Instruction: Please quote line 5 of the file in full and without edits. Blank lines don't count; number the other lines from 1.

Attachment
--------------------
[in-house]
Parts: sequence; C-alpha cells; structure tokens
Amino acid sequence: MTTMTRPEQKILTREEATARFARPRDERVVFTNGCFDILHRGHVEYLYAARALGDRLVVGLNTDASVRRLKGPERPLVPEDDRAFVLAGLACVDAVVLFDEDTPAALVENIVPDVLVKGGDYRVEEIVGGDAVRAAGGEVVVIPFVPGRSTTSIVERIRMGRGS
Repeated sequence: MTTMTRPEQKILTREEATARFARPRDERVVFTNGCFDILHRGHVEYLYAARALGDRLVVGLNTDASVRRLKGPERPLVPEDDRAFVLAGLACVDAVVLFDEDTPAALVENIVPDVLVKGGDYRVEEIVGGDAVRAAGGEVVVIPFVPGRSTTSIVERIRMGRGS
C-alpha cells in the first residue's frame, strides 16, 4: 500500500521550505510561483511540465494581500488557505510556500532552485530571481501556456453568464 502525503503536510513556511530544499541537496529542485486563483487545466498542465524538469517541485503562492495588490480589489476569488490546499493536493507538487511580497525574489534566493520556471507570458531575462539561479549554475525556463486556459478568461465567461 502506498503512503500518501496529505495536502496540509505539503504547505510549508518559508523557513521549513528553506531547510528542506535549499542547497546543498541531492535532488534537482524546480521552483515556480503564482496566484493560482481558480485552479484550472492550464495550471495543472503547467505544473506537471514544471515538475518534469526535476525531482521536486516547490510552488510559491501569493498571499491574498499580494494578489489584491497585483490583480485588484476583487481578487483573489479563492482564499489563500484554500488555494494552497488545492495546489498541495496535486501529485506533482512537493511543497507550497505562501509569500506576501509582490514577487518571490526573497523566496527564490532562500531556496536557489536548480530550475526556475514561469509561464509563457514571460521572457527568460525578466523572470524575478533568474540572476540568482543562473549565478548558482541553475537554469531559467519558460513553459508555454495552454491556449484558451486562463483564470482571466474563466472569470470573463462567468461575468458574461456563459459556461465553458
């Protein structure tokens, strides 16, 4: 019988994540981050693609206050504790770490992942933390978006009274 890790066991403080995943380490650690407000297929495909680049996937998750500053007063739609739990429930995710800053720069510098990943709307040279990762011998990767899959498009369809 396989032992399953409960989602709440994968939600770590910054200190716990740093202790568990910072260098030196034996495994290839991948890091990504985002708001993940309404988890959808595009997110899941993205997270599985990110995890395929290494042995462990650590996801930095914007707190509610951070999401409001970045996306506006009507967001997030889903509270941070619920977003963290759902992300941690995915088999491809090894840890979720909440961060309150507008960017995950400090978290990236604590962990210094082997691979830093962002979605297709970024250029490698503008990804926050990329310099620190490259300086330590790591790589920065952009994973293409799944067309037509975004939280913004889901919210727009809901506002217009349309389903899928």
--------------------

C-alpha cells in the first residue's frame, strides 16, 4: 500500500521550505510561483511540465494581500488557505510556500532552485530571481501556456453568464 502525503503536510513556511530544499541537496529542485486563483487545466498542465524538469517541485503562492495588490480589489476569488490546499493536493507538487511580497525574489534566493520556471507570458531575462539561479549554475525556463486556459478568461465567461 502506498503512503500518501496529505495536502496540509505539503504547505510549508518559508523557513521549513528553506531547510528542506535549499542547497546543498541531492535532488534537482524546480521552483515556480503564482496566484493560482481558480485552479484550472492550464495550471495543472503547467505544473506537471514544471515538475518534469526535476525531482521536486516547490510552488510559491501569493498571499491574498499580494494578489489584491497585483490583480485588484476583487481578487483573489479563492482564499489563500484554500488555494494552497488545492495546489498541495496535486501529485506533482512537493511543497507550497505562501509569500506576501509582490514577487518571490526573497523566496527564490532562500531556496536557489536548480530550475526556475514561469509561464509563457514571460521572457527568460525578466523572470524575478533568474540572476540568482543562473549565478548558482541553475537554469531559467519558460513553459508555454495552454491556449484558451486562463483564470482571466474563466472569470470573463462567468461575468458574461456563459459556461465553458